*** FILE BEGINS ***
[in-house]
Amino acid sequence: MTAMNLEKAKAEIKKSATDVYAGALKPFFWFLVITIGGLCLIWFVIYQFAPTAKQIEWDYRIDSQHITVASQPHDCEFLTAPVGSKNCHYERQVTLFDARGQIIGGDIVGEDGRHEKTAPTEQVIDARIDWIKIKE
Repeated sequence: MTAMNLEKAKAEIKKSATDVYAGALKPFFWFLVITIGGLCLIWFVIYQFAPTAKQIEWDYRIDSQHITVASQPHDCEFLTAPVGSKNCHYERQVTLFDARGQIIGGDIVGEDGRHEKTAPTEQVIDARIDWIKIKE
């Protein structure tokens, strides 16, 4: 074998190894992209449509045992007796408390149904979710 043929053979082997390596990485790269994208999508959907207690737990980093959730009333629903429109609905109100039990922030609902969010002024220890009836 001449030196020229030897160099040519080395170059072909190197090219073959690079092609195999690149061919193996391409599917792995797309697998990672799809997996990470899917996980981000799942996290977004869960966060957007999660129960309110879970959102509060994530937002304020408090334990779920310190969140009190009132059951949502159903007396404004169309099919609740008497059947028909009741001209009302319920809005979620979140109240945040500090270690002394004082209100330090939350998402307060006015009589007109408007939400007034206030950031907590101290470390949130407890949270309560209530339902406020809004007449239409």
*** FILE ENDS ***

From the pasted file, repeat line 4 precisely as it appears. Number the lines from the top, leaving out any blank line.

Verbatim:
């Protein structure tokens, strides 16, 4: 074998190894992209449509045992007796408390149904979710 043929053979082997390596990485790269994208999508959907207690737990980093959730009333629903429109609905109100039990922030609902969010002024220890009836 001449030196020229030897160099040519080395170059072909190197090219073959690079092609195999690149061919193996391409599917792995797309697998990672799809997996990470899917996980981000799942996290977004869960966060957007999660129960309110879970959102509060994530937002304020408090334990779920310190969140009190009132059951949502159903007396404004169309099919609740008497059947028909009741001209009302319920809005979620979140109240945040500090270690002394004082209100330090939350998402307060006015009589007109408007939400007034206030950031907590101290470390949130407890949270309560209530339902406020809004007449239409």